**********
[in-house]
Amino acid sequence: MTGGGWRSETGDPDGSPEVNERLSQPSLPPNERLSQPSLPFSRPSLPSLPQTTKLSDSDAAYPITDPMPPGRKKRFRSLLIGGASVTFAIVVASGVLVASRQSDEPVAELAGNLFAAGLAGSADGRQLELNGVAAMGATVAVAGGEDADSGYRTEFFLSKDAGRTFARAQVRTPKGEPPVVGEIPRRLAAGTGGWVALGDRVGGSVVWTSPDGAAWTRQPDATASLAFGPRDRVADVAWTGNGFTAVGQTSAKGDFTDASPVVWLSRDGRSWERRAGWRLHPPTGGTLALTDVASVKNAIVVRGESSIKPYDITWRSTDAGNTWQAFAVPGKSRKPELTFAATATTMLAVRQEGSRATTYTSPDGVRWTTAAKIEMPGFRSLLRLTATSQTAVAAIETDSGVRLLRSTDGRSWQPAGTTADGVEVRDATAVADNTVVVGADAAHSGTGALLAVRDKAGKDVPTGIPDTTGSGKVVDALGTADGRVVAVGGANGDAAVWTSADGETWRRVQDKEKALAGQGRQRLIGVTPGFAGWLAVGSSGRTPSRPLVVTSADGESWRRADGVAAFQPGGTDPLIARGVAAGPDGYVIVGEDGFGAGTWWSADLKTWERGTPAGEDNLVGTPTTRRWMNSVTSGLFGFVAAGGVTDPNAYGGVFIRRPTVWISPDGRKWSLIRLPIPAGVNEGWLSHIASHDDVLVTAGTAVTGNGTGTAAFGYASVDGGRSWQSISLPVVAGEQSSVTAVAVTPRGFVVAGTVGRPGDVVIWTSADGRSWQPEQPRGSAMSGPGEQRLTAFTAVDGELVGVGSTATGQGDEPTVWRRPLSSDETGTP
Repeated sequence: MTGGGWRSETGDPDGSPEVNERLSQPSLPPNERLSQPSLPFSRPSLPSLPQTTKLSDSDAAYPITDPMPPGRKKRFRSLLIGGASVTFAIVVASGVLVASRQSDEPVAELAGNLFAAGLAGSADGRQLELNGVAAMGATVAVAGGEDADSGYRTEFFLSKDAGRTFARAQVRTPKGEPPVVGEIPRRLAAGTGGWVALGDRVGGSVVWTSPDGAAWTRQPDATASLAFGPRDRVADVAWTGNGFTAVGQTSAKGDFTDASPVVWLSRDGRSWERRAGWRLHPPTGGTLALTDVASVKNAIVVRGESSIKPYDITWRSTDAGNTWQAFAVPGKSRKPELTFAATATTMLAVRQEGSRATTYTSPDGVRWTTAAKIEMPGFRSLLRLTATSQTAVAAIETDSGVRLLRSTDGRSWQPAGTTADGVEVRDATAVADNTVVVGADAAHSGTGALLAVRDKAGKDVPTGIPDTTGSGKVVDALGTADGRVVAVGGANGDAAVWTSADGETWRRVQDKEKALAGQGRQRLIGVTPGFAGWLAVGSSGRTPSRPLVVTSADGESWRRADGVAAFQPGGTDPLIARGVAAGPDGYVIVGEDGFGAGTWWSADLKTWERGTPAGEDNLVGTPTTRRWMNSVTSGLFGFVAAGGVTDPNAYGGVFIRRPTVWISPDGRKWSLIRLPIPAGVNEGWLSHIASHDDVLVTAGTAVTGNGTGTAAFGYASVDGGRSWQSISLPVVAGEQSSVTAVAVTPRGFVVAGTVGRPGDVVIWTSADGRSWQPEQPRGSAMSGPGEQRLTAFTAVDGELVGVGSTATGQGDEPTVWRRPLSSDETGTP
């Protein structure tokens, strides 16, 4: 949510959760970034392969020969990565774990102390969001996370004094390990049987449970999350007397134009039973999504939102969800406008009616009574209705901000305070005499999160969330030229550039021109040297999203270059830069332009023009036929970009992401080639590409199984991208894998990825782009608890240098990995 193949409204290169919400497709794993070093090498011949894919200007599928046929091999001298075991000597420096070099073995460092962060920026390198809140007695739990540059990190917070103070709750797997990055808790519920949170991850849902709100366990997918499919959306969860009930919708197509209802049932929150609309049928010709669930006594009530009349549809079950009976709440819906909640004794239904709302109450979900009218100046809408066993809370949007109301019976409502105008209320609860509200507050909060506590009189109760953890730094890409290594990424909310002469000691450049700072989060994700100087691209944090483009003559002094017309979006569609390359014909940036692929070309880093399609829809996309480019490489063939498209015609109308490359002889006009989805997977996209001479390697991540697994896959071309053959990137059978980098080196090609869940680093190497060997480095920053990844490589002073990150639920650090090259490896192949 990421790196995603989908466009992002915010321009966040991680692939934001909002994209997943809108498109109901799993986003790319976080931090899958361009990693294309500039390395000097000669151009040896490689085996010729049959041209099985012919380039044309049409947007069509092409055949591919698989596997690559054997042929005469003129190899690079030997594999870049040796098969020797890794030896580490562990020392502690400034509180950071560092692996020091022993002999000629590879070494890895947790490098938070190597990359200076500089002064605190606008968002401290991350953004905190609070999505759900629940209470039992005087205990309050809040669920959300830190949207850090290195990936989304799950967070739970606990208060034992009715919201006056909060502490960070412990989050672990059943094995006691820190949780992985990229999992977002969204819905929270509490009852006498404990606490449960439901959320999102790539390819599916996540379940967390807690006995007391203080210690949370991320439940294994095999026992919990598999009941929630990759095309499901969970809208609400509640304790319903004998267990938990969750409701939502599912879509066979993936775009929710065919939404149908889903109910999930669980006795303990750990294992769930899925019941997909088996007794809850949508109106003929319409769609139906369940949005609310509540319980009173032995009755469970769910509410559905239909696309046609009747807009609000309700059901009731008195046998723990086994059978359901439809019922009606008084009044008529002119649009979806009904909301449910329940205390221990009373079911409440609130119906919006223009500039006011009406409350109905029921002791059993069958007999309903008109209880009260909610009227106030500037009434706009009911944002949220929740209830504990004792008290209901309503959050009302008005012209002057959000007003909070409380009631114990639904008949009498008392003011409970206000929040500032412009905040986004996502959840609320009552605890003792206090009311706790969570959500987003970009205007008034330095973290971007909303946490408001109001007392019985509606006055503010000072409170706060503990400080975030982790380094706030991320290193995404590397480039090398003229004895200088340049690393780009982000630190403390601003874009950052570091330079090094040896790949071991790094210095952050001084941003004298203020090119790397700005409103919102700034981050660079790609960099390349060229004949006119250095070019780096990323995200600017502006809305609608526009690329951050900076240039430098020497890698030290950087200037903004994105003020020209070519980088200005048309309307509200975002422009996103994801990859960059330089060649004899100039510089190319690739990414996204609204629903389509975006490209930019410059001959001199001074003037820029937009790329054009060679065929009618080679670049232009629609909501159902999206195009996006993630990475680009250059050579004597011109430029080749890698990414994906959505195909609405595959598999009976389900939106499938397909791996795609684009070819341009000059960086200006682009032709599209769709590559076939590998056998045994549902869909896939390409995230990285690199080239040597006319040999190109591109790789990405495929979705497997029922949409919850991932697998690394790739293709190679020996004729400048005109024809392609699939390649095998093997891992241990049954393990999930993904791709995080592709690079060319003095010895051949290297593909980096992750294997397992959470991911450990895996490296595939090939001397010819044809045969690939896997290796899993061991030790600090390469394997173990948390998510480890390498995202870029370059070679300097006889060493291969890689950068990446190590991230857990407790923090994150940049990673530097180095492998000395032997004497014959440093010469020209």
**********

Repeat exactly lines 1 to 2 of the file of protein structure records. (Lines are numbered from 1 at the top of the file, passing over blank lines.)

[in-house]
Amino acid sequence: MTGGGWRSETGDPDGSPEVNERLSQPSLPPNERLSQPSLPFSRPSLPSLPQTTKLSDSDAAYPITDPMPPGRKKRFRSLLIGGASVTFAIVVASGVLVASRQSDEPVAELAGNLFAAGLAGSADGRQLELNGVAAMGATVAVAGGEDADSGYRTEFFLSKDAGRTFARAQVRTPKGEPPVVGEIPRRLAAGTGGWVALGDRVGGSVVWTSPDGAAWTRQPDATASLAFGPRDRVADVAWTGNGFTAVGQTSAKGDFTDASPVVWLSRDGRSWERRAGWRLHPPTGGTLALTDVASVKNAIVVRGESSIKPYDITWRSTDAGNTWQAFAVPGKSRKPELTFAATATTMLAVRQEGSRATTYTSPDGVRWTTAAKIEMPGFRSLLRLTATSQTAVAAIETDSGVRLLRSTDGRSWQPAGTTADGVEVRDATAVADNTVVVGADAAHSGTGALLAVRDKAGKDVPTGIPDTTGSGKVVDALGTADGRVVAVGGANGDAAVWTSADGETWRRVQDKEKALAGQGRQRLIGVTPGFAGWLAVGSSGRTPSRPLVVTSADGESWRRADGVAAFQPGGTDPLIARGVAAGPDGYVIVGEDGFGAGTWWSADLKTWERGTPAGEDNLVGTPTTRRWMNSVTSGLFGFVAAGGVTDPNAYGGVFIRRPTVWISPDGRKWSLIRLPIPAGVNEGWLSHIASHDDVLVTAGTAVTGNGTGTAAFGYASVDGGRSWQSISLPVVAGEQSSVTAVAVTPRGFVVAGTVGRPGDVVIWTSADGRSWQPEQPRGSAMSGPGEQRLTAFTAVDGELVGVGSTATGQGDEPTVWRRPLSSDETGTP